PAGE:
There is not a snowball's chance in Hell that numerical computing will switch (back) to fixed-point arithmetic in the near future, or in ANY future.
There are several reasons for this, the biggest one being that doing fixed-point arithmetic requires that the programmer keep track of the final position of the decimal (binary) point in the calculation. This is a LOT of work. The whole point of floating-point arithmetic is to let the computer do the decimal (binary) point bookkeeping, and let the programmer worry about the algorithm.
Key concept: You do not want to run your computation out to the limits of machine accuracy and precision, as some computations take a LONG time to converge to that limit. You just want to get an answer that is "good enough" for your particular purposes. Usually, this is quite a bit less than what the machine in theory can do.
There do exist fast integer multipliers, in the world of integer digital signal processors. Hardware integer divide exists on some processors, but not all. There just isn't that much call for it, as integer division is not that common, and there isn't that much that call for it, compared to the on-chip real estate required to make it much faster than doing it in software, or compared to the difference in effort for integer division vs. floating-point division.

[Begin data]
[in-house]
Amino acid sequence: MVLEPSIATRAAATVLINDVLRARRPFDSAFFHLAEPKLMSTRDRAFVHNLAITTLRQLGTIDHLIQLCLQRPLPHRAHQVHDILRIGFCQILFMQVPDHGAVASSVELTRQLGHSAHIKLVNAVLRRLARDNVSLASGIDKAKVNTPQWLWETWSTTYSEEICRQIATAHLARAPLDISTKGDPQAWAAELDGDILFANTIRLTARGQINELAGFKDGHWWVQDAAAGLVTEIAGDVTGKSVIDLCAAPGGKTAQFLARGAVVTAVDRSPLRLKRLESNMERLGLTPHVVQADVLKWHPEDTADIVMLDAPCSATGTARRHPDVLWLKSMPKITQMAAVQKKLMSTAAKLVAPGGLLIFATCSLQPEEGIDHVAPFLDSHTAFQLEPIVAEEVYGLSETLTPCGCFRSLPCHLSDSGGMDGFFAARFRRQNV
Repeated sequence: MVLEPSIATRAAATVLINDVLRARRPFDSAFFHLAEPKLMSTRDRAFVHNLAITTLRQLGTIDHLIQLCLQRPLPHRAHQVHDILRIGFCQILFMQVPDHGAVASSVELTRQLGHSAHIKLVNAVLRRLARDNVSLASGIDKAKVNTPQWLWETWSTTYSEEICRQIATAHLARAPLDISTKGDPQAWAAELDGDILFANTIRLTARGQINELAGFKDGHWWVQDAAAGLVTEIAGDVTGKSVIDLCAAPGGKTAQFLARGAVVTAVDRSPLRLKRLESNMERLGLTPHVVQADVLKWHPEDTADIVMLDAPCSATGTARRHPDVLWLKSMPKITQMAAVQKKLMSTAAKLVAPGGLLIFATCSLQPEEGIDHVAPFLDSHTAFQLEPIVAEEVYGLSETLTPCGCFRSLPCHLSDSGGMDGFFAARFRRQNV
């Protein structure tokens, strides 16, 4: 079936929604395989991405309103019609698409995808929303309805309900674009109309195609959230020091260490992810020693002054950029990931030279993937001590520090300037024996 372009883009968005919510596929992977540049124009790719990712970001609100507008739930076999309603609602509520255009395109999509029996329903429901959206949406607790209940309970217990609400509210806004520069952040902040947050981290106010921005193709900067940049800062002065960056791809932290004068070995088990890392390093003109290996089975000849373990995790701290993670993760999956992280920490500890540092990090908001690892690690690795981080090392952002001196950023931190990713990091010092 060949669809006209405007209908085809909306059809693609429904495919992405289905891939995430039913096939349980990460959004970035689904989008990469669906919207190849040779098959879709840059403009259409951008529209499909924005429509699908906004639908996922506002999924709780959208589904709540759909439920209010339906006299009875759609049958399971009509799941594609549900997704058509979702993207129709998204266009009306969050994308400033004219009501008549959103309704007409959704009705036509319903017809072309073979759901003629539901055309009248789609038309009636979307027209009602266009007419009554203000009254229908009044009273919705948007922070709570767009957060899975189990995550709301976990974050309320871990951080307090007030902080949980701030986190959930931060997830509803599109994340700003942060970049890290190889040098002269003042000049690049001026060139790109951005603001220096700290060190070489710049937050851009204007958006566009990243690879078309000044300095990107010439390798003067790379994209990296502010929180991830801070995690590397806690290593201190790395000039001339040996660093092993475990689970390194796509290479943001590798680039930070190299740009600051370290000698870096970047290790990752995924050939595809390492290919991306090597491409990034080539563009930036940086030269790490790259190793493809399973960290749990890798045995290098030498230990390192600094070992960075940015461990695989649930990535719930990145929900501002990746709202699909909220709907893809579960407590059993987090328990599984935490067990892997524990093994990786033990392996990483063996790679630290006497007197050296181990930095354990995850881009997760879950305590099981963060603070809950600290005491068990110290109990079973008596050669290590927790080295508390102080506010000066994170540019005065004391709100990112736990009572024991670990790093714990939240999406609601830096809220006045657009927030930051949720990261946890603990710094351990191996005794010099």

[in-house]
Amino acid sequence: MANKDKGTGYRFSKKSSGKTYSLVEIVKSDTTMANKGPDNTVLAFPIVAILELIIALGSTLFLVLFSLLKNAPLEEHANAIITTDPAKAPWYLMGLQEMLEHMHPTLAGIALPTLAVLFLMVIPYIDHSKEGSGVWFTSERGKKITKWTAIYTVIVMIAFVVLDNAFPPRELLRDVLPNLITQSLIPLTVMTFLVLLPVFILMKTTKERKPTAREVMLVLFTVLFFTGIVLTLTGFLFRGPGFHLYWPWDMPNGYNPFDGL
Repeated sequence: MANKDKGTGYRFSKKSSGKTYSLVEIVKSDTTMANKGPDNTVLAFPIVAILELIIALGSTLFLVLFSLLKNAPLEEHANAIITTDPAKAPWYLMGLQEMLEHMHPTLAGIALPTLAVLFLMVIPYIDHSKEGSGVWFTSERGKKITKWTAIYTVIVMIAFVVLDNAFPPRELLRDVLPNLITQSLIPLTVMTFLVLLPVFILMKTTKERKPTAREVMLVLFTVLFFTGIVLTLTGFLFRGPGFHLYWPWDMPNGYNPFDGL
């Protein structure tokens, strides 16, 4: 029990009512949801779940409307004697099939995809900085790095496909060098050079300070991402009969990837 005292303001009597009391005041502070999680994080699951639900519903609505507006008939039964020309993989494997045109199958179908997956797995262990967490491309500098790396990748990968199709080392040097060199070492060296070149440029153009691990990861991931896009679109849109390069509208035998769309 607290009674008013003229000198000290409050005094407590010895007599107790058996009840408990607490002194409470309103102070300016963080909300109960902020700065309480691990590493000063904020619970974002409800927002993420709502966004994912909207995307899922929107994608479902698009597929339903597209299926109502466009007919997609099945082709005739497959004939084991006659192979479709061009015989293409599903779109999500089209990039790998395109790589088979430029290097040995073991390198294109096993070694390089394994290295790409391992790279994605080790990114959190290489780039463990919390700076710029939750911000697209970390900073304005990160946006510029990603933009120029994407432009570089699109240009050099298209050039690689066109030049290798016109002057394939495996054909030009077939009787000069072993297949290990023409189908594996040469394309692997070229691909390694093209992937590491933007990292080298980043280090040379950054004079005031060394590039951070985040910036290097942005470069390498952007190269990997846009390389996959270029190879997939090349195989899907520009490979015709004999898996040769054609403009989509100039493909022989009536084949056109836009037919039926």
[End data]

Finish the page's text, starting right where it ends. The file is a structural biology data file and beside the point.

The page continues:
EDIT: To clarify, based on a comment: A floating-point divide unit requires an integer divider inside it, and then some extra stuff to handle normalization of the result mantissa and calculation of the result exponent. The extra stuff is small compared to the integer divider itself. Once you are providing floating-point addition, subtraction, and multiplication, and you decide to provide integer division, the extra cost of providing floating-point division is generally small.
The Control Data 6600 initially provided four-function floating point, and integer addition, subtraction, and multiplication, but did NOT provide integer division. It wasn't seen as critically necessary for the machine's core customer base. The CDC engineers later noticed that they could use the double-precision floating-point hardware to provide a reduced-range (48 bits vs. 60 bits) integer divide capability, almost for free.
One large Freescale (Motorola) integer DSP that I know of provides a "divide step" instruction: The programmer must stack as many of those instructions as he needs bits in his result to do a full-up division. It is a fair pain to use. I had to deal briefly with it a few years ago, while troubleshooting a normalized least mean squares (adaptive filter) application.
Read Hamming's Numerical Methods for Scientists and Engineers. (Dover Press is the student's friend.) In the very beginning of the book, he goes into some detail about why floating-point is used for numerical computation. Also, ask around the EE department, and see if they have a digital signal processing elective.